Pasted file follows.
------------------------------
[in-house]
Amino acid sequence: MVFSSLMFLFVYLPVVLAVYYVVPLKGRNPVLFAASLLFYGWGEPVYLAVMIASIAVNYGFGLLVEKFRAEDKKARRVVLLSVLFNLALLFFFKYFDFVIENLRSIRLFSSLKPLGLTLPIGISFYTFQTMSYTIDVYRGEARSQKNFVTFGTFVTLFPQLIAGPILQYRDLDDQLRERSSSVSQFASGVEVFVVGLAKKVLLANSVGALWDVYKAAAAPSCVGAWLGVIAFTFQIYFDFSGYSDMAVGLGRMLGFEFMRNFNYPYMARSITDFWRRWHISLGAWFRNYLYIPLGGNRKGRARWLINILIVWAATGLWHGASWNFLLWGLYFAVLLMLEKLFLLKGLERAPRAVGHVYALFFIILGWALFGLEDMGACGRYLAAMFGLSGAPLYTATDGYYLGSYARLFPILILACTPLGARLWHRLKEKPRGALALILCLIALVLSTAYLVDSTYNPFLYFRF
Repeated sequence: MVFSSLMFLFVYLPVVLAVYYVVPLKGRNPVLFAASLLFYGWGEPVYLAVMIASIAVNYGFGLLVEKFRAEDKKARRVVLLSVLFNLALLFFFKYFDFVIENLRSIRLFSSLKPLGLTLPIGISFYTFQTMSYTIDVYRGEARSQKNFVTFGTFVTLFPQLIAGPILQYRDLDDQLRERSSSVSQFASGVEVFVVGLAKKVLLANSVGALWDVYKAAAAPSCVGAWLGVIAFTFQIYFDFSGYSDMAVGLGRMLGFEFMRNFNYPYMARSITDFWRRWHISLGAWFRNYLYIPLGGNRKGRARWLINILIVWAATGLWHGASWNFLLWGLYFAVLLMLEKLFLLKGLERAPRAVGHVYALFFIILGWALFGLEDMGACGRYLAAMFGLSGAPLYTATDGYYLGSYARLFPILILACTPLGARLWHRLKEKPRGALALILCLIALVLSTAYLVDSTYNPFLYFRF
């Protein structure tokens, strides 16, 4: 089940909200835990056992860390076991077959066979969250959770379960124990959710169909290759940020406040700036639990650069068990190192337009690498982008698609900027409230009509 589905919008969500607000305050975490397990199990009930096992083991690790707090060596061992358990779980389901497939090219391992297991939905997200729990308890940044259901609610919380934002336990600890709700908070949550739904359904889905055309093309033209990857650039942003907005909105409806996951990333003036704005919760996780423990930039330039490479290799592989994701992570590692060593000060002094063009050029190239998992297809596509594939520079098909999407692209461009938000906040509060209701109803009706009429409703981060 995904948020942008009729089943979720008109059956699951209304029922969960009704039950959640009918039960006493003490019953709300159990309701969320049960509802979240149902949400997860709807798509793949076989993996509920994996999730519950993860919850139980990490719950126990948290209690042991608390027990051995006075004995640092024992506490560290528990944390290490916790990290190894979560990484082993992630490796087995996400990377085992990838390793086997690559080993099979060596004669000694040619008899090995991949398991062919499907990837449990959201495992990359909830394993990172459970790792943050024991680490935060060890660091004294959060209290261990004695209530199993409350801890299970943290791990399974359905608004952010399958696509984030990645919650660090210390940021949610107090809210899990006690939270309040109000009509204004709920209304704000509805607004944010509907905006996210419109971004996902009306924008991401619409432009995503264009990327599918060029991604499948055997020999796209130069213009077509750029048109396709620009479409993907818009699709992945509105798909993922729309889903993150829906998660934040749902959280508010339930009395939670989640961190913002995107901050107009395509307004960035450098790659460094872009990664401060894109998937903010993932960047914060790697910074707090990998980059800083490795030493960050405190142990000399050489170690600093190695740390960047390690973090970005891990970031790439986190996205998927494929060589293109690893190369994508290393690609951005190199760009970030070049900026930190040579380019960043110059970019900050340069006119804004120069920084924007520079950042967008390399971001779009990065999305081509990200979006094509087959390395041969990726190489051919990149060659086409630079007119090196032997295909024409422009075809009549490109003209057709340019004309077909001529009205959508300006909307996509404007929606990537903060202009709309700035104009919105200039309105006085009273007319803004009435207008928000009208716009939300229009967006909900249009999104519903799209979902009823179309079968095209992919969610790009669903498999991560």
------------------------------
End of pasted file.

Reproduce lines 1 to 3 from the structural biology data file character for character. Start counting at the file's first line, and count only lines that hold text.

[in-house]
Amino acid sequence: MVFSSLMFLFVYLPVVLAVYYVVPLKGRNPVLFAASLLFYGWGEPVYLAVMIASIAVNYGFGLLVEKFRAEDKKARRVVLLSVLFNLALLFFFKYFDFVIENLRSIRLFSSLKPLGLTLPIGISFYTFQTMSYTIDVYRGEARSQKNFVTFGTFVTLFPQLIAGPILQYRDLDDQLRERSSSVSQFASGVEVFVVGLAKKVLLANSVGALWDVYKAAAAPSCVGAWLGVIAFTFQIYFDFSGYSDMAVGLGRMLGFEFMRNFNYPYMARSITDFWRRWHISLGAWFRNYLYIPLGGNRKGRARWLINILIVWAATGLWHGASWNFLLWGLYFAVLLMLEKLFLLKGLERAPRAVGHVYALFFIILGWALFGLEDMGACGRYLAAMFGLSGAPLYTATDGYYLGSYARLFPILILACTPLGARLWHRLKEKPRGALALILCLIALVLSTAYLVDSTYNPFLYFRF
Repeated sequence: MVFSSLMFLFVYLPVVLAVYYVVPLKGRNPVLFAASLLFYGWGEPVYLAVMIASIAVNYGFGLLVEKFRAEDKKARRVVLLSVLFNLALLFFFKYFDFVIENLRSIRLFSSLKPLGLTLPIGISFYTFQTMSYTIDVYRGEARSQKNFVTFGTFVTLFPQLIAGPILQYRDLDDQLRERSSSVSQFASGVEVFVVGLAKKVLLANSVGALWDVYKAAAAPSCVGAWLGVIAFTFQIYFDFSGYSDMAVGLGRMLGFEFMRNFNYPYMARSITDFWRRWHISLGAWFRNYLYIPLGGNRKGRARWLINILIVWAATGLWHGASWNFLLWGLYFAVLLMLEKLFLLKGLERAPRAVGHVYALFFIILGWALFGLEDMGACGRYLAAMFGLSGAPLYTATDGYYLGSYARLFPILILACTPLGARLWHRLKEKPRGALALILCLIALVLSTAYLVDSTYNPFLYFRF